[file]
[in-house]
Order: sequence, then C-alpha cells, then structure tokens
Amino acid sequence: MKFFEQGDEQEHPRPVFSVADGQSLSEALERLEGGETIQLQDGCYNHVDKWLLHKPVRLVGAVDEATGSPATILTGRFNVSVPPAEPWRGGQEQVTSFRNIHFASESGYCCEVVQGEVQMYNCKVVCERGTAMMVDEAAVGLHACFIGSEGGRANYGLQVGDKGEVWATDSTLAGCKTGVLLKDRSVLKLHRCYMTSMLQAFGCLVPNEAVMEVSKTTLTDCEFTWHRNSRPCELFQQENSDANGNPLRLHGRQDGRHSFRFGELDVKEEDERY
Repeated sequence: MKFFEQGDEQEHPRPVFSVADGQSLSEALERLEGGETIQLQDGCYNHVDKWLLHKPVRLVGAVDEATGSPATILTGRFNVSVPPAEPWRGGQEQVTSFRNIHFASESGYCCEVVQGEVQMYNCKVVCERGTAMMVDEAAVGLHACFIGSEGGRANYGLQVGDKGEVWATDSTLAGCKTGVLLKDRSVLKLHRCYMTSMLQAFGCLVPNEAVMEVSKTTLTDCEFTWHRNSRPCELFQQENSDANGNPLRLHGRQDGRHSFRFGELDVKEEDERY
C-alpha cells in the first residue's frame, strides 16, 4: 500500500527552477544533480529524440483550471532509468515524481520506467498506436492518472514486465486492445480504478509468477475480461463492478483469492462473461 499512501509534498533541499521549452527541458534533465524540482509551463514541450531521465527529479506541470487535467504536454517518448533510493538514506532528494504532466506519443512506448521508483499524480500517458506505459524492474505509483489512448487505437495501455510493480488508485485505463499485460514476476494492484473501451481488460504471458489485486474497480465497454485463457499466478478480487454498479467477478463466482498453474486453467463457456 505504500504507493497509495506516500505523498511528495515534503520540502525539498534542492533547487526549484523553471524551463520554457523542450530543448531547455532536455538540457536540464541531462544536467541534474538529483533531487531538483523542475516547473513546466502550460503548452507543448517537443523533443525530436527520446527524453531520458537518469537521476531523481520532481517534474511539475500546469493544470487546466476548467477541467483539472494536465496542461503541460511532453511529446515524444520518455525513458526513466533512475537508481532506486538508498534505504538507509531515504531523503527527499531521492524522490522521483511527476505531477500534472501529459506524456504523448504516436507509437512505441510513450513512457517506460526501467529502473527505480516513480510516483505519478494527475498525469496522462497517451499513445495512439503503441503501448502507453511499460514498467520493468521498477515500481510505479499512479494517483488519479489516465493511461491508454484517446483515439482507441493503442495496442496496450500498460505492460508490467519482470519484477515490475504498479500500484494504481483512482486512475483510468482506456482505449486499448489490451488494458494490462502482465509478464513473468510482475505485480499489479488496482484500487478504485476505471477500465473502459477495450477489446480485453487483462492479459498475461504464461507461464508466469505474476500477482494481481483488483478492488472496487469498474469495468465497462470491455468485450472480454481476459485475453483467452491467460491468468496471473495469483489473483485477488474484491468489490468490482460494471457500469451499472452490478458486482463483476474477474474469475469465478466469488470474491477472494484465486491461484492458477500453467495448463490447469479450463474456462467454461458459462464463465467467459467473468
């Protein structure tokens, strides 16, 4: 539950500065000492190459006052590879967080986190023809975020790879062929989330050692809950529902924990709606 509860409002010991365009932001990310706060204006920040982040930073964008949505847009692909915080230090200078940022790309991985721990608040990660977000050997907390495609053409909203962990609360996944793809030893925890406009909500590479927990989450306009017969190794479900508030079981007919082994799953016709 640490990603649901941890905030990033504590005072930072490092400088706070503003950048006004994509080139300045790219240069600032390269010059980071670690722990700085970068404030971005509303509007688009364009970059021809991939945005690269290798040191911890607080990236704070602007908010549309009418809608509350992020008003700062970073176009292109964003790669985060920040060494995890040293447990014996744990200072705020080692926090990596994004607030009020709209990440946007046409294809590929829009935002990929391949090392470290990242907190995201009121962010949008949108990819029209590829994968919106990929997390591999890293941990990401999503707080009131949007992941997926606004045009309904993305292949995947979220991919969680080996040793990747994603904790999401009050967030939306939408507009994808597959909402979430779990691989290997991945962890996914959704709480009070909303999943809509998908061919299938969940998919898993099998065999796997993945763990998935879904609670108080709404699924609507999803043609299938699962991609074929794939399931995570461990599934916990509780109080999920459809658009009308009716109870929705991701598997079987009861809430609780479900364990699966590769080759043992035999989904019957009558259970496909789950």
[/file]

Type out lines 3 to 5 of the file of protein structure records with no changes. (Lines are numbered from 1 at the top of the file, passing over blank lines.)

Amino acid sequence: MKFFEQGDEQEHPRPVFSVADGQSLSEALERLEGGETIQLQDGCYNHVDKWLLHKPVRLVGAVDEATGSPATILTGRFNVSVPPAEPWRGGQEQVTSFRNIHFASESGYCCEVVQGEVQMYNCKVVCERGTAMMVDEAAVGLHACFIGSEGGRANYGLQVGDKGEVWATDSTLAGCKTGVLLKDRSVLKLHRCYMTSMLQAFGCLVPNEAVMEVSKTTLTDCEFTWHRNSRPCELFQQENSDANGNPLRLHGRQDGRHSFRFGELDVKEEDERY
Repeated sequence: MKFFEQGDEQEHPRPVFSVADGQSLSEALERLEGGETIQLQDGCYNHVDKWLLHKPVRLVGAVDEATGSPATILTGRFNVSVPPAEPWRGGQEQVTSFRNIHFASESGYCCEVVQGEVQMYNCKVVCERGTAMMVDEAAVGLHACFIGSEGGRANYGLQVGDKGEVWATDSTLAGCKTGVLLKDRSVLKLHRCYMTSMLQAFGCLVPNEAVMEVSKTTLTDCEFTWHRNSRPCELFQQENSDANGNPLRLHGRQDGRHSFRFGELDVKEEDERY
C-alpha cells in the first residue's frame, strides 16, 4: 500500500527552477544533480529524440483550471532509468515524481520506467498506436492518472514486465486492445480504478509468477475480461463492478483469492462473461 499512501509534498533541499521549452527541458534533465524540482509551463514541450531521465527529479506541470487535467504536454517518448533510493538514506532528494504532466506519443512506448521508483499524480500517458506505459524492474505509483489512448487505437495501455510493480488508485485505463499485460514476476494492484473501451481488460504471458489485486474497480465497454485463457499466478478480487454498479467477478463466482498453474486453467463457456 505504500504507493497509495506516500505523498511528495515534503520540502525539498534542492533547487526549484523553471524551463520554457523542450530543448531547455532536455538540457536540464541531462544536467541534474538529483533531487531538483523542475516547473513546466502550460503548452507543448517537443523533443525530436527520446527524453531520458537518469537521476531523481520532481517534474511539475500546469493544470487546466476548467477541467483539472494536465496542461503541460511532453511529446515524444520518455525513458526513466533512475537508481532506486538508498534505504538507509531515504531523503527527499531521492524522490522521483511527476505531477500534472501529459506524456504523448504516436507509437512505441510513450513512457517506460526501467529502473527505480516513480510516483505519478494527475498525469496522462497517451499513445495512439503503441503501448502507453511499460514498467520493468521498477515500481510505479499512479494517483488519479489516465493511461491508454484517446483515439482507441493503442495496442496496450500498460505492460508490467519482470519484477515490475504498479500500484494504481483512482486512475483510468482506456482505449486499448489490451488494458494490462502482465509478464513473468510482475505485480499489479488496482484500487478504485476505471477500465473502459477495450477489446480485453487483462492479459498475461504464461507461464508466469505474476500477482494481481483488483478492488472496487469498474469495468465497462470491455468485450472480454481476459485475453483467452491467460491468468496471473495469483489473483485477488474484491468489490468490482460494471457500469451499472452490478458486482463483476474477474474469475469465478466469488470474491477472494484465486491461484492458477500453467495448463490447469479450463474456462467454461458459462464463465467467459467473468